Delta Air Lines (NYSE: DAL) reported its first profitable quarter since the start of the pandemic on Wednesday. The air carrier said its profit and revenue in the fiscal third-quarter beat Wall Street expectations by a significant margin.
Why are shares trading lower?
Shares of Delta Air Lines, however, fell about 5.0% this morning as the airline said it wasn’t expecting Q4 to be a profitable quarter due to higher fuel costs. On CNBC’s “Squawk Box”, CEO Ed Bastian said:
For us, fuel is our biggest commodity cost, biggest individual cost outside of labour. It’s up 60% this year and almost 20% just in the last month or so. It’s a headwind, and it’ll determine if we’re profitable or not. But the demand is recovering quickly as we see in the advanced bookings.
But Bastian did applaud the team for a phenomenal job of making Delta Air Lines the only major airline to return to profitability in Q3 without government aid or any other support.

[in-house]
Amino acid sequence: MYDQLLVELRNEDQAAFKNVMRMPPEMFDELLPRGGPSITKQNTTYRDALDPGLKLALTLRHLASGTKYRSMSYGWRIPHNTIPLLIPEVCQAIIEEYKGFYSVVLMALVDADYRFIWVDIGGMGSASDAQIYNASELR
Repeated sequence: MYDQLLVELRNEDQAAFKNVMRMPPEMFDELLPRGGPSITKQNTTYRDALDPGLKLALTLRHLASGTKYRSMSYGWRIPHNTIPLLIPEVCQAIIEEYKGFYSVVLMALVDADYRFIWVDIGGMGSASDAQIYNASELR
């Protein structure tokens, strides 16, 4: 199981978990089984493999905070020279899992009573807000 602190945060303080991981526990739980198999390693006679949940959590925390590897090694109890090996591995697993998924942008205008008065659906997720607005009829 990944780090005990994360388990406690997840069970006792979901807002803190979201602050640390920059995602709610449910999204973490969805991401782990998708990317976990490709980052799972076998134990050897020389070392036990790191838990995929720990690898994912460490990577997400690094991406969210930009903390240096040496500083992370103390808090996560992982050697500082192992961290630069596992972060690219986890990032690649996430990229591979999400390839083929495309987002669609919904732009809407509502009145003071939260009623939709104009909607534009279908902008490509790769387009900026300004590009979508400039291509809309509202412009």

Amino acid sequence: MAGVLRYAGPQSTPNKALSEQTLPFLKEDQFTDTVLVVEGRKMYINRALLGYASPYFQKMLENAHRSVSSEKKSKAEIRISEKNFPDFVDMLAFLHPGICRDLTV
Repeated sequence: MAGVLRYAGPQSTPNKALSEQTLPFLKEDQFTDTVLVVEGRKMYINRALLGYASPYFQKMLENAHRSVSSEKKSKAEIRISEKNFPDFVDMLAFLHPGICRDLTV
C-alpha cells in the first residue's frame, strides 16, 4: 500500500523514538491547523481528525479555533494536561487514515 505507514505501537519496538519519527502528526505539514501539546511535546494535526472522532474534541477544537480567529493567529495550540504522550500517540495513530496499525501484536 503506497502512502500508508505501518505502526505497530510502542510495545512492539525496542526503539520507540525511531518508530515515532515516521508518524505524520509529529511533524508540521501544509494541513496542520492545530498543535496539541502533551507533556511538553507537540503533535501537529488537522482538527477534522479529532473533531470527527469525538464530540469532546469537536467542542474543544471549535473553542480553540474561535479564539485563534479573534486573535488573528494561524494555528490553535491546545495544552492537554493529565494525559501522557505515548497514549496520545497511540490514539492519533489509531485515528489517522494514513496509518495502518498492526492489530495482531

Q3 financial performance
Delta Air Lines reported $1.21 billion in net income that translates to $1.89 per share. In the comparable quarter of 2019 (before the pandemic), its net income stood at a higher $1.50 billion or $2.31 per share.
Adjusted for one-time items, the air carrier earned 30 cents per share. Delta generated $9.15 billion in revenue, down 27% from the 2019 equivalent.
According to FactSet, experts had forecast the airline to post 15 cents of adjusted EPS on $8.38 billion in revenue.
Other notable figures
Other notable figures in the earnings report include a decline in load factor from 88% to 80% in Q3 versus 78% expected, as per the earnings press release.
Capacity in the recent quarter stood at 71% compared to 2019 levels, with Delta expecting Q4 capacity to be at 80% of the pre-pandemic equivalent.
According to CEO Bastian, both business and international travel is starting to pick up. Delta recently saw its best week in terms of bookings since the start of the pandemic.
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